Methylphenidate-induced psychosis in a young antipsychotic-naïve female patient


side effects
diagnosis and treatment
case report

How to Cite

Walichniewicz, P., & Lew-Starowicz, M. (2021). Methylphenidate-induced psychosis in a young antipsychotic-naïve female patient. Wiedza Medyczna, 3(1), 28-31.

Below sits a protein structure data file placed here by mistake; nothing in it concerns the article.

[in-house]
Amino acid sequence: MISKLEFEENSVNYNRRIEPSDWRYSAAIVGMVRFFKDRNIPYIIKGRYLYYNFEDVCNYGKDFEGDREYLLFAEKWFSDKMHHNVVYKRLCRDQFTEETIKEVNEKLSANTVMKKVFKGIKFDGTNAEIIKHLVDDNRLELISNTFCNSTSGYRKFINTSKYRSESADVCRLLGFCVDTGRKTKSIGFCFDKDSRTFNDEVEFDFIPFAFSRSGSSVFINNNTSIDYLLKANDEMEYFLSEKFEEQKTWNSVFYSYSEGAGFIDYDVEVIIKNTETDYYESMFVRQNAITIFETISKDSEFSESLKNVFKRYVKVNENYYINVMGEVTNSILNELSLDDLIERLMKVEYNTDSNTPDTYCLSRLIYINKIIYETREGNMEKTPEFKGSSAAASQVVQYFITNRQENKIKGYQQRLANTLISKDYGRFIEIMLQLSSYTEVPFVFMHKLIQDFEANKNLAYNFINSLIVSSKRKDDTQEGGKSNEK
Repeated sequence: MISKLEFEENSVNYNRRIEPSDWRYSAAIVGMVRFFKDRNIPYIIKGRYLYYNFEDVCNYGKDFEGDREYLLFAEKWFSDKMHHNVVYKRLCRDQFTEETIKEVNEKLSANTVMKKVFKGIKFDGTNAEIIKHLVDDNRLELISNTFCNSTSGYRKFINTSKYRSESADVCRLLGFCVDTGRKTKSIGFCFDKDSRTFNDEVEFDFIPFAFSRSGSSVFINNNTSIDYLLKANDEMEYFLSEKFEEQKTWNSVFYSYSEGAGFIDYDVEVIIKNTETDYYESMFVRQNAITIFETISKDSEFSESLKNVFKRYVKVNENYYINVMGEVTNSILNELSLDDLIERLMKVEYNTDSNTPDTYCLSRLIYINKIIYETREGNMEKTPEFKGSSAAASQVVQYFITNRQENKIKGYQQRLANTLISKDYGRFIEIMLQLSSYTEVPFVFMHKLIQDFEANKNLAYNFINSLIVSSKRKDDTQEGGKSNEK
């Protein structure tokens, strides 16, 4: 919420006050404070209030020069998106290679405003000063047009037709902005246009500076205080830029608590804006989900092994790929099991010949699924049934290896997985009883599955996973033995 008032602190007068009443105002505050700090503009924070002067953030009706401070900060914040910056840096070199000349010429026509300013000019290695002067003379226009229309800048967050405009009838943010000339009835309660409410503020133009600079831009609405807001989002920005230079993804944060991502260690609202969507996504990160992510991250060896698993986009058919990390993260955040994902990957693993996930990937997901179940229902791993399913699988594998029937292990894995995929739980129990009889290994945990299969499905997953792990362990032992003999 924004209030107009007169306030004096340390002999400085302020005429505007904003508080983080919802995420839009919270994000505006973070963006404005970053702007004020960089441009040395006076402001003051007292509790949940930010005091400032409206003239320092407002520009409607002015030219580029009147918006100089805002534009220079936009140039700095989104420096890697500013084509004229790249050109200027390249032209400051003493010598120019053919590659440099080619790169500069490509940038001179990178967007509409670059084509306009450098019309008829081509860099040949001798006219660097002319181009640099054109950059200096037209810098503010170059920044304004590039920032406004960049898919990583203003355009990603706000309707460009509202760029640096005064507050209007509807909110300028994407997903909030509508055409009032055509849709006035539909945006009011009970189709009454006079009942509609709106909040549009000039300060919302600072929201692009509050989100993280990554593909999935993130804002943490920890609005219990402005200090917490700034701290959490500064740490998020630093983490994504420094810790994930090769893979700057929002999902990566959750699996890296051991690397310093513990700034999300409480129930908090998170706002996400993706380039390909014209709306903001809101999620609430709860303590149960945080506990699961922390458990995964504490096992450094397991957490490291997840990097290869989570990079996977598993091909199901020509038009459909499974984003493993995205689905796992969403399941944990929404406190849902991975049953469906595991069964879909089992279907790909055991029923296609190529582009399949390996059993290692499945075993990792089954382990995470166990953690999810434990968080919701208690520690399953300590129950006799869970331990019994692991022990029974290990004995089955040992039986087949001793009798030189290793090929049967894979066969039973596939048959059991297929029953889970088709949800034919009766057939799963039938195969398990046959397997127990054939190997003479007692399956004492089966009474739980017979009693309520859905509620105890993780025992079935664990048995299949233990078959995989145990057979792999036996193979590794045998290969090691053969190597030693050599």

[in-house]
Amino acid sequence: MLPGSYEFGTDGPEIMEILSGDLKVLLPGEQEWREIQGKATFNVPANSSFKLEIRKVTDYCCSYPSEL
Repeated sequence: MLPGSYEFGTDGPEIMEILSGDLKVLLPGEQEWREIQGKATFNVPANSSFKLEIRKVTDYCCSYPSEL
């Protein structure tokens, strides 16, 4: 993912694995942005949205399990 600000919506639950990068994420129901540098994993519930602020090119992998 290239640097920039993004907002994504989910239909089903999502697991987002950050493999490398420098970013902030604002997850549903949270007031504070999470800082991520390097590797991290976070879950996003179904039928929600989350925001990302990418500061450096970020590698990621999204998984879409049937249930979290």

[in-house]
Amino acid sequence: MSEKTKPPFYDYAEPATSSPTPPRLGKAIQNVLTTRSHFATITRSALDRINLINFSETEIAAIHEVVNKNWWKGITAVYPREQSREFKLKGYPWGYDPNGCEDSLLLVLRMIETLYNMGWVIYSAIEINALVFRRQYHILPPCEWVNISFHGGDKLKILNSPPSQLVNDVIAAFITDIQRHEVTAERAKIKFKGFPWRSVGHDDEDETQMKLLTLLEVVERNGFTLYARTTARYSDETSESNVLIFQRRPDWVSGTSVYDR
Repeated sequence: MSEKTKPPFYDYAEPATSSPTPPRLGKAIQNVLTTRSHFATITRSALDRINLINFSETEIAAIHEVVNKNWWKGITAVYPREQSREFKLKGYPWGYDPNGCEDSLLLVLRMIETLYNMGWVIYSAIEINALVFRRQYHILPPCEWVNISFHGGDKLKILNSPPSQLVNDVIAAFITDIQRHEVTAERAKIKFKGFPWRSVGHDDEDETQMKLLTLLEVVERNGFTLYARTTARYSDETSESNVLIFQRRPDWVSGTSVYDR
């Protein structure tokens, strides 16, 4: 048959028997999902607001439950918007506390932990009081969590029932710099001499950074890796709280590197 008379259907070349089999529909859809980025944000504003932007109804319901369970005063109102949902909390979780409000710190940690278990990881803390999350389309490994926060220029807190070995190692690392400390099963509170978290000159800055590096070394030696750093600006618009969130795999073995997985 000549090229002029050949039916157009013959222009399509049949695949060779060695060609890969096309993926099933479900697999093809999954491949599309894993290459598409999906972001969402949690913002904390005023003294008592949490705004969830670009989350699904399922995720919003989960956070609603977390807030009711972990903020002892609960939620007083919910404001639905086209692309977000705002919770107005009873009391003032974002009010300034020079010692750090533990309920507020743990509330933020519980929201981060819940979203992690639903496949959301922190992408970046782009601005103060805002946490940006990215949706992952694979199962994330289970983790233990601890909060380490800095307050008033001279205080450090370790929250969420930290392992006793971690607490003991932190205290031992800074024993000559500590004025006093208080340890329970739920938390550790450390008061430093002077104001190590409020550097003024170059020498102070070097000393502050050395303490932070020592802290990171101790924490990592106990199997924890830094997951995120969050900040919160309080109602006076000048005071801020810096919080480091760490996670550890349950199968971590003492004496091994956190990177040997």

Methylphenidate (MPD) is commonly prescribed for patients with Attention Deficit/Hyperactivity Disorder (ADHD). Although used off-label, MPD forms part of complex and multifactorial treatment regimen for narcolepsy and hypersomnia, together with including behavioural interventions. The drug is sometimes also prescribed off-label to subjects with other mental illness or somatic condition to improve intellectual outcome, ease fatigue or enhance the ability to concentrate. Common side effects include headache, insomnia, decreased appetite and hypertension. Concurrently, clinicians should be aware of relatively rare but potentially threatening adverse effects including agitation and psychotic symptoms. Several case reports regarding MPD-induced psychosis have been published, but most of them regard children or teenagers (1) and much less is known about drug-induced psychosis in adults (2). In this article, we present a case report of MPD-induced psychosis in a 31-year-old, antipsychotic-naïve patient. Careful evaluation including clinical examination, medical and family history and possible early signs of psychosis is recommended each time before MPD treatment will be initiated.
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